Tuesday, July 5, 2011

Intensive Painting in Retirement: Eric Spiegel's Answer to Long Artistic Hiatus

What happens when artists stop making art? In this blog series, we hear from artists who have restarted making art after a hiatus and how they got back into their studio practice.  
Eric Spiegel at his easel

Eric Spiegel, Choctaw

Julia Kirt: What caused your hiatus and how long were you not making art?
Eric Spiegel: I was an active artist as a teenager and studied at an evening school for about two years. I was eventually drafted in the military for the Vietnam War.

From that point on, I had no time to sit down and paint which is my medium of choice. Between my being  drafted and returning to the US four years later, I went back to college for a degree in chemistry and then a second degree in Pharmacy. I was asked to return to the military as an officer and decided it was a good career for my wife and son.

Around 1991 when I decided that I would be retiring from the military, I started taking workshops from some of the modern well-known painters of today. I retired in 1997, and eventually moved to France to study art on a full-time basis.  I spent over six years in a private atelier and lived in France until 2008. 

JK: Did you continue making artwork at all during that time?
ES: While spending my time and days in military life, I did not have the time or materials to paint.  I did have a few drawing pencils in a little tin and set up still life items to keep my drawing skills. But honestly it was not very frequent.

JK: Did you miss your studio practice?
ES: I missed terribly not being able to home squeeze out some paint and grab a canvas and get to work, I was frustrated many times, but I would return to these artist homes or ateliers near me and keep their work in my head and heart, knowing that one day I would be able to have my own studio and paint whatever excited me. I would usually go to the local museums in each country where I was stationed and that kept stimulating me to keep thinking about painting again... For example, William A. Bouguereau taught in the Academie Julian  in Paris, but he was born and raised in town far from Paris (La Rochelle) close to the ocean. There is very nice museum of his early work, both complete paintings and some incomplete work... and so many others kept my mind going when my hands didn't have brushes and paints.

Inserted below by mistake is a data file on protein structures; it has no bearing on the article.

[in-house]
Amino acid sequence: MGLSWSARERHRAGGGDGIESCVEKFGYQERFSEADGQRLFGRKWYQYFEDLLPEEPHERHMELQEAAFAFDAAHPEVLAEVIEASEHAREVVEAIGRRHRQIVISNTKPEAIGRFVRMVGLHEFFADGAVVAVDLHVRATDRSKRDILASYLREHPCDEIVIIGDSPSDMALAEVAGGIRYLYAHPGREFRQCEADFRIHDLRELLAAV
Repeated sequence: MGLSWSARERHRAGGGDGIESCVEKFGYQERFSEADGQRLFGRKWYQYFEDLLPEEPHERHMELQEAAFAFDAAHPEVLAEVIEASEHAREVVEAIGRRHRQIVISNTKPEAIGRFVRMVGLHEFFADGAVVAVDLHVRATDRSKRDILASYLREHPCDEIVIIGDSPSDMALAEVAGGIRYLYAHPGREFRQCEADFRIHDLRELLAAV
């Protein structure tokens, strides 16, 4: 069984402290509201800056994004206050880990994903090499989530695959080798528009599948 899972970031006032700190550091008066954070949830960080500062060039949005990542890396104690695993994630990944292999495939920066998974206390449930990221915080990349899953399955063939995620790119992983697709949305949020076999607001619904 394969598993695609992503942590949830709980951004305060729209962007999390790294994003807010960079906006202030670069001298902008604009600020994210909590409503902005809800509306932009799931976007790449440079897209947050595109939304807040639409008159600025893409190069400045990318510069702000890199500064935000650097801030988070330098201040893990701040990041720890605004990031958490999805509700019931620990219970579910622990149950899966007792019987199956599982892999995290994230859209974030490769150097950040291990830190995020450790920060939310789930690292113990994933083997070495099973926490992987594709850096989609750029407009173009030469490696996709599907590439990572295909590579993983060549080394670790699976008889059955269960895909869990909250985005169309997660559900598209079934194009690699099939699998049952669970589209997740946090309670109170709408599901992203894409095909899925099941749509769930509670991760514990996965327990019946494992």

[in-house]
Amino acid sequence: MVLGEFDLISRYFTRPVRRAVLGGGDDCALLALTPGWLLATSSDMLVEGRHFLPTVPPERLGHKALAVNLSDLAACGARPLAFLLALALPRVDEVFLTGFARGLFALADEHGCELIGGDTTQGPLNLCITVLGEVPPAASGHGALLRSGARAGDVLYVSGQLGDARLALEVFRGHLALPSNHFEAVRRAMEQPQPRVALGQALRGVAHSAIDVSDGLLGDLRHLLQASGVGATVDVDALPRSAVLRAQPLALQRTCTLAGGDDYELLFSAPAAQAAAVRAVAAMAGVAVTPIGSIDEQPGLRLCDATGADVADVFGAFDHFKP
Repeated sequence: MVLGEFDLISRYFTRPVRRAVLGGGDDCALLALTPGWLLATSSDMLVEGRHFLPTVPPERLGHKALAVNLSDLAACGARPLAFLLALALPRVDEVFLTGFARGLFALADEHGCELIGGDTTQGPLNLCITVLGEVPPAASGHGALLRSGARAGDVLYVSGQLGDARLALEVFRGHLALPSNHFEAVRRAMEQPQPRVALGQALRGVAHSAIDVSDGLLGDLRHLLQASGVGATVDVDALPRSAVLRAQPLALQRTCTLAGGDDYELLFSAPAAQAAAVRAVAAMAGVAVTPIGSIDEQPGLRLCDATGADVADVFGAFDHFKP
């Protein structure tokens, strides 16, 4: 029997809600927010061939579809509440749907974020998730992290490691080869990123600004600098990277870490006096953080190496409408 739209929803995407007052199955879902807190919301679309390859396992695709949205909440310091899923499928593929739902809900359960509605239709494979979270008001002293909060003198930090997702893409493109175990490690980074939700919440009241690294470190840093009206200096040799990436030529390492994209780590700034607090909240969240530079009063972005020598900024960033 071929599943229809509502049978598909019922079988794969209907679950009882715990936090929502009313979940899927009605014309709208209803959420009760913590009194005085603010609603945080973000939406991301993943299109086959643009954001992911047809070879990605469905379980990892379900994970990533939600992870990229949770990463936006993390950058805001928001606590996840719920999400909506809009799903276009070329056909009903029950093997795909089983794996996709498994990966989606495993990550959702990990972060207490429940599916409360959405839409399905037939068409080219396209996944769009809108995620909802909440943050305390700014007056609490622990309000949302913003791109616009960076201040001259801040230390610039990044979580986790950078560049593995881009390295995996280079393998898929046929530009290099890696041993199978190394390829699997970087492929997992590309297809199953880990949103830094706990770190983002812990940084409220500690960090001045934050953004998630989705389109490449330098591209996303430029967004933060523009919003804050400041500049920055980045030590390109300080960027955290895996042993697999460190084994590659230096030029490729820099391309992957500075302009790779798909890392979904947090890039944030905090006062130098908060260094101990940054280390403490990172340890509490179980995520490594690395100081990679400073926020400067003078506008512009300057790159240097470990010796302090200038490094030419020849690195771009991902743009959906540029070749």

JK: How did you restart your art making? 
ES: In 2000 I stopped working as a pharmacist and moved to France, not only to study privately, but also to paint on my own. I went to every outdoor and indoor art show in France within 100 miles of my home. I showed my work in galleries and in many Chateaux in the Loire Valley. I was doing what I liked and sold paintings as well. My wife and I didn't come back to the US because we wanted to..my father called one day and told us that he was diagnosed with vascualr dementia and asked me if I would come home to eventually take care of him. I returned [to Oklahoma] as an oil painter with a wealth of knowledge in 2008 and have been working in my own studio since that time. 

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